All too often, when a person takes a pill full of a potent and effective drug, the drug passes straight through the body, not reaching the organ where it is needed a waste of money and inconvenient if it is a cold medicine, but potentially dire if it is a treatment for a serious illness.
Polymer chemists at Virginia Tech and pharmaceutical scientists at Purdue University have teamed up to design a solution.
Their research to identify, understand, and create new polymer additives that enhance the ability of orally administered drugs to reach the bloodstream has been published in a series of journals.
In a special edition of Carbohydrate Polymers, they introduced an all-natural polymer that can be used with a range of medicines to prevent crystallization during transport and storage; it then traverses the digestive tract until the still fully potent medicine is released from the polymer in the small intestine, where it is best absorbed into the bloodstream.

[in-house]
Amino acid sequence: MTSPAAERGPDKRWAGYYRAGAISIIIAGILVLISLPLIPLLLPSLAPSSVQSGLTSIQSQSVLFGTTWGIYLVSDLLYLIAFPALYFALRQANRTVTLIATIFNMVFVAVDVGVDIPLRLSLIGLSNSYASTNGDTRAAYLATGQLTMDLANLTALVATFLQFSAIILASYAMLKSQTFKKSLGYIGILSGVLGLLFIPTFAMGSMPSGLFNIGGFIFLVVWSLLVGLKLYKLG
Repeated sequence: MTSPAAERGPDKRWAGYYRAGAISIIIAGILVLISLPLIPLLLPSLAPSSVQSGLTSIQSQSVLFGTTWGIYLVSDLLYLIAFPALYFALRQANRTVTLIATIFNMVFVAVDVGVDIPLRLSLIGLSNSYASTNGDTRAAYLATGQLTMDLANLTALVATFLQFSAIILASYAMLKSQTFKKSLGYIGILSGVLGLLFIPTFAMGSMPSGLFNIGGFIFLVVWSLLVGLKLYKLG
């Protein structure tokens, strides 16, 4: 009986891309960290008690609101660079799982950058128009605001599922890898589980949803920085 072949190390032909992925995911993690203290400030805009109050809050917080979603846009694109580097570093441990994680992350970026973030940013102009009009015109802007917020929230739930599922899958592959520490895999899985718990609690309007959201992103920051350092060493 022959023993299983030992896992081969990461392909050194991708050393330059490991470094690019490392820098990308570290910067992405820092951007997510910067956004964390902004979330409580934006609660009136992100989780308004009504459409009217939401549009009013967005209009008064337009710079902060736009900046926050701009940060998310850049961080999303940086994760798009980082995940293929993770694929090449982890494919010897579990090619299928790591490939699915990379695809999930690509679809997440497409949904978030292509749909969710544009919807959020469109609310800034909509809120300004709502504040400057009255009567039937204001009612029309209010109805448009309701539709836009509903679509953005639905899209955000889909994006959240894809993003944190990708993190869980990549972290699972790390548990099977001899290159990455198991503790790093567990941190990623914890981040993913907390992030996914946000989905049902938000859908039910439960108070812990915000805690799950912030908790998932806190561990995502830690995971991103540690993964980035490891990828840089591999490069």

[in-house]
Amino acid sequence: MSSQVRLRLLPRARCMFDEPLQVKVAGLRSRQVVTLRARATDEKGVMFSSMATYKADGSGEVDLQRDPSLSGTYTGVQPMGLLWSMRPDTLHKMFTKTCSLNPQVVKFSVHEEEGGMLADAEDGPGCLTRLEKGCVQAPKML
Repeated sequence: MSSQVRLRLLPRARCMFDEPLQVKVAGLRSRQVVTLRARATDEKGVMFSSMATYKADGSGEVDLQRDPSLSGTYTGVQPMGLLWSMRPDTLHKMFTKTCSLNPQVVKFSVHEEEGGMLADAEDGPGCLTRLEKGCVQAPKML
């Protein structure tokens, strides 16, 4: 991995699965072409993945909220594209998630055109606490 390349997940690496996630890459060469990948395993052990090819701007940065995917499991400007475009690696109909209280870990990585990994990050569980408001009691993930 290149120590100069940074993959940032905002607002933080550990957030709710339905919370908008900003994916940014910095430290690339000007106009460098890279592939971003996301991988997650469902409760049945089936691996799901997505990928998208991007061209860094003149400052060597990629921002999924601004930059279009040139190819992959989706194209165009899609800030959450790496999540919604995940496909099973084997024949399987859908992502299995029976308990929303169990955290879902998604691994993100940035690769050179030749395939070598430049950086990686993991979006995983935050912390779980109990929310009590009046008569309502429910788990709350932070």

Kevin Edgar, a professor of biomaterials and bioprocessing in the College of Natural Resources and Environment at Virginia Tech and an expert in polymer synthesis, approached Lynne Taylor, a professor of industrial and physical pharmacy at Purdue University, about collaboration.
"Dr. Taylor is one of the leading pharmaceutical scientists in the world," said Edgar. "We decided that by combining her ability to understand how drugs, polymers, and the human body interact, with our ability to make new polymers based on natural, renewable polysaccharides, we could address the challenge of making some very importa
|Contact: Lynn Davis|